Cyber news Down Under: the Antipodean troll — a different kind of species? The tragic suicide of Charlotte Dawson
By Rhory Robertson and Tom Double
What a tragedy it is that it requires another suicide to regenerate widespread interest in cyberbullying, the phenomenon that has become the scourge of the internet age. Charlotte Dawson, the New Zealand-Australian television personality, recently took her own life following a lengthy battle against anonymous Twitter trolls, which has precipitated calls for tougher anti-cyberbullying legislation in Australia.
In an extract from her book, Air kiss and tell: memoirs of a blow-up doll (2012), Dawson writes candidly about her experiences with trolls. She states that they are ‘the creatures that don’t show their faces and unleash a vitriolic stream against others’.
The type of creature Dawson identifies has been labelled an ‘abuse troll’, and UK victims are already very familiar with how they operate. These trolls derive pleasure from insulting and harassing their victims using extremely racist, homophobic or misogynistic language. As Dawson notes, these trolls are often reluctant to reveal their true identities, relying on pseudonyms and bogus email addresses as their main forms of disguise…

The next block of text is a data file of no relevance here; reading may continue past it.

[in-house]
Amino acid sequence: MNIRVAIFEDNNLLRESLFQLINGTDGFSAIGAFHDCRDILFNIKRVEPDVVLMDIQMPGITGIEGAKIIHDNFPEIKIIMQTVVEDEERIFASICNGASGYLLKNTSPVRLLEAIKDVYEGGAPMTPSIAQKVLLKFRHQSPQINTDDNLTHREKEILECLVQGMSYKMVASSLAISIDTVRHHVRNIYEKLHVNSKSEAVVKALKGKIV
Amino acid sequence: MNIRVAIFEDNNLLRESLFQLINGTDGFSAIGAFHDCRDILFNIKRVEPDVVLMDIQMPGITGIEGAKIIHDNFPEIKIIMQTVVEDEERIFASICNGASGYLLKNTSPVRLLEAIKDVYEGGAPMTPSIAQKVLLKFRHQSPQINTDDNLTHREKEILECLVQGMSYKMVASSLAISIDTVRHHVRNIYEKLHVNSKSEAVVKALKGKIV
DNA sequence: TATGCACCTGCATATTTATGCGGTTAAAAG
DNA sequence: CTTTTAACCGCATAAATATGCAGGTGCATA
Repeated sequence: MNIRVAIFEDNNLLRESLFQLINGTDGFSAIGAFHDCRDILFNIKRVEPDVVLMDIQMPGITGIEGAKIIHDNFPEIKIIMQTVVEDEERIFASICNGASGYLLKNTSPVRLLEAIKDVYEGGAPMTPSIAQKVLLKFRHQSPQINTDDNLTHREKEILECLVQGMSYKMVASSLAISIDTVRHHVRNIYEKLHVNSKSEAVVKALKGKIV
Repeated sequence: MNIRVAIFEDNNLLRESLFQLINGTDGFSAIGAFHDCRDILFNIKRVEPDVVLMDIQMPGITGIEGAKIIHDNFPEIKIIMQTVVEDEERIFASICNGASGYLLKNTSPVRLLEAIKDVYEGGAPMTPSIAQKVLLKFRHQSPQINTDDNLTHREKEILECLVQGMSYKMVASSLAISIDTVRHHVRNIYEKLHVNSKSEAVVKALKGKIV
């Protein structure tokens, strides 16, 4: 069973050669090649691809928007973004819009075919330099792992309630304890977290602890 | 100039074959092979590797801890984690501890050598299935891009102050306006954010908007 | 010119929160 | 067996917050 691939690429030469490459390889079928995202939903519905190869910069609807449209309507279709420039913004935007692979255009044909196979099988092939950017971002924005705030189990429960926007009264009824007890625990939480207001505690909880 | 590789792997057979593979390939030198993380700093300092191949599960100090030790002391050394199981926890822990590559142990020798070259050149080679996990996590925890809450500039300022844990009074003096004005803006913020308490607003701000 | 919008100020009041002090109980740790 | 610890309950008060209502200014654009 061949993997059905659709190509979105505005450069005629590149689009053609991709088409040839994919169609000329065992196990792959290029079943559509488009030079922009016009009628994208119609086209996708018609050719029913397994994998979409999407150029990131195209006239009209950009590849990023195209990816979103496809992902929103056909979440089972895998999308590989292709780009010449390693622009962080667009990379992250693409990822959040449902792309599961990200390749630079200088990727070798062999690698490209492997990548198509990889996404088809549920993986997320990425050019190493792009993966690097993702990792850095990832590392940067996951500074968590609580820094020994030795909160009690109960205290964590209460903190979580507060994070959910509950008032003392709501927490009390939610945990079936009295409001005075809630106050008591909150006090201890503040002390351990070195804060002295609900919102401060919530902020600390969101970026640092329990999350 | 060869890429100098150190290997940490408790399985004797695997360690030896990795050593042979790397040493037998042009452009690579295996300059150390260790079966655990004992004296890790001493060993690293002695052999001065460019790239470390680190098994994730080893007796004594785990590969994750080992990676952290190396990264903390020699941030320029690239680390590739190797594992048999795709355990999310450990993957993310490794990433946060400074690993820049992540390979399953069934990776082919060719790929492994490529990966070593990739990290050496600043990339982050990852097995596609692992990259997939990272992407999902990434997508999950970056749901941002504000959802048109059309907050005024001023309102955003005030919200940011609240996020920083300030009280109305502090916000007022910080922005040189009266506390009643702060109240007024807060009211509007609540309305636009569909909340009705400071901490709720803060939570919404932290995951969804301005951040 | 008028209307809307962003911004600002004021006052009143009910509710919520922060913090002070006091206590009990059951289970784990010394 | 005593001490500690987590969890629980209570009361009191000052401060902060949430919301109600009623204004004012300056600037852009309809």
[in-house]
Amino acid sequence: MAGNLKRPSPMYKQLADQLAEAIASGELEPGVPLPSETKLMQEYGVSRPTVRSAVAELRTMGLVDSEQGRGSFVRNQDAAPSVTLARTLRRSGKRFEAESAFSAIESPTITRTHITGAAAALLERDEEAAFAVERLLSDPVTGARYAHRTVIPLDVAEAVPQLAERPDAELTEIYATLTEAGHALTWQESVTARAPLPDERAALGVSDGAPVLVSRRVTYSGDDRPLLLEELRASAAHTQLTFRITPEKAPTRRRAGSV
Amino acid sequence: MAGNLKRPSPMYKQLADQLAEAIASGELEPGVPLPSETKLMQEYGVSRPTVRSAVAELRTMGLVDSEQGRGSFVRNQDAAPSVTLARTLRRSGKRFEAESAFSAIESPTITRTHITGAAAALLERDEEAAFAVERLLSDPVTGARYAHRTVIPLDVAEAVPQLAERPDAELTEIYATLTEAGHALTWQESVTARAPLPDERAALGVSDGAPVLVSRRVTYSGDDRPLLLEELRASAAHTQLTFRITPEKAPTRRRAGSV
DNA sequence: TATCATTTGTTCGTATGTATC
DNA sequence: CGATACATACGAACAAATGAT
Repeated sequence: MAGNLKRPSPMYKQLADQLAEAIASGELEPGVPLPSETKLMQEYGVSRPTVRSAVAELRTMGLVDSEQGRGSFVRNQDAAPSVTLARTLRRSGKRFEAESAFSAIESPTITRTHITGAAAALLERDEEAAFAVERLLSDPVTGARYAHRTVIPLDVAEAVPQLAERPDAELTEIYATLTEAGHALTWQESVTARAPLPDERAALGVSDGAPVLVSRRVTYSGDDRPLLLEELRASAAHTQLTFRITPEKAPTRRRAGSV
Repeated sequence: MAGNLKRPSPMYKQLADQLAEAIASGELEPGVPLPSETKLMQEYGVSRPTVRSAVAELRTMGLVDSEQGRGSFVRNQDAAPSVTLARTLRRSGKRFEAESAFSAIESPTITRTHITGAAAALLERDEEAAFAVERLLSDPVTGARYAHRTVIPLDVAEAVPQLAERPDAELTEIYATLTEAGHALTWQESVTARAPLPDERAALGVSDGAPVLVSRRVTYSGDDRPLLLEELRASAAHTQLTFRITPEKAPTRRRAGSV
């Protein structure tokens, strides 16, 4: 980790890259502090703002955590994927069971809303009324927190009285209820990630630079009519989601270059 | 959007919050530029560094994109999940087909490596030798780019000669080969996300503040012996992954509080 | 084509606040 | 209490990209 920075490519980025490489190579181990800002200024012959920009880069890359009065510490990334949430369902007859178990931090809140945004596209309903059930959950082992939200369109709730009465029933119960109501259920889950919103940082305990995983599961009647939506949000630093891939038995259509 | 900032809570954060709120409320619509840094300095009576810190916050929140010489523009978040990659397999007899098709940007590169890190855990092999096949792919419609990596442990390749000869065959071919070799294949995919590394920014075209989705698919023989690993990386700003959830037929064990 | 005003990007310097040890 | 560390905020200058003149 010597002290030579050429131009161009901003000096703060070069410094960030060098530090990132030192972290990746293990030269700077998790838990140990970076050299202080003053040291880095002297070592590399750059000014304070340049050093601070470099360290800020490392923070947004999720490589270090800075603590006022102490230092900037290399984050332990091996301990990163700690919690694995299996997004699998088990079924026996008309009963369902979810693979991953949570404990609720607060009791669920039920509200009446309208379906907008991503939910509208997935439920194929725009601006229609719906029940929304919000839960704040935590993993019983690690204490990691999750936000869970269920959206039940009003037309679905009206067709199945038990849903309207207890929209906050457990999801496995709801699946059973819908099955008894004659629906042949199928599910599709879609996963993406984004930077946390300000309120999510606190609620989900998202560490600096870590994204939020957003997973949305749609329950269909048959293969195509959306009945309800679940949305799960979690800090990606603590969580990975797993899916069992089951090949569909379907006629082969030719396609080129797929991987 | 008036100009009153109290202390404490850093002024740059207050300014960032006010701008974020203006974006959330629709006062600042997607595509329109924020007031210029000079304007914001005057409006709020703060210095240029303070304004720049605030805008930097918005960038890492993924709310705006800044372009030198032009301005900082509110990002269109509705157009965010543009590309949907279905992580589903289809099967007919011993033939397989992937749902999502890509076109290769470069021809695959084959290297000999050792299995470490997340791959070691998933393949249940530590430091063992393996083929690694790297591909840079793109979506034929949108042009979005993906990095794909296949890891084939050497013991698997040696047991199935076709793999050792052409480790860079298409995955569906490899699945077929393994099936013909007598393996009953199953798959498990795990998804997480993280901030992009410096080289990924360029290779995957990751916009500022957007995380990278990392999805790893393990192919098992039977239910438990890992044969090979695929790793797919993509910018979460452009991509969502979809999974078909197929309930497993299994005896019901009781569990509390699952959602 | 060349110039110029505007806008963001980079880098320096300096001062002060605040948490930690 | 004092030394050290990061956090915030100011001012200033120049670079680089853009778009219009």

Click on the link below to read the rest of the Collyer Bristow briefing.
Sign in or Register to continue reading this article
It's quick, easy and free!
It takes just 5 minutes to register. Answer a few simple questions and once completed you’ll have instant access.Register now
Why register to The Lawyer
In-depth, expert analysis into the stories behind the headlines from our leading team of journalists.
Identify the major players and business opportunities within a particular region through our series of free, special reports.
Receive your pick of The Lawyer's daily and weekly email newsletters, tailored by practice area, region and job function.
More relevant to you
To continue providing the best analysis, insight and news across the legal market we are collecting some information about who you are, what you do and where you work to improve The Lawyer and make it more relevant to you.
News from Collyer Bristow
News from The Lawyer
Briefings from Collyer Bristow
Collyer Bristow held a client seminar on 18 November 2015 and used a case study to identify eight smart ways to resolve disputes at work.
When an employment relationship comes to an end, the tax-efficient structuring of termination payments is key.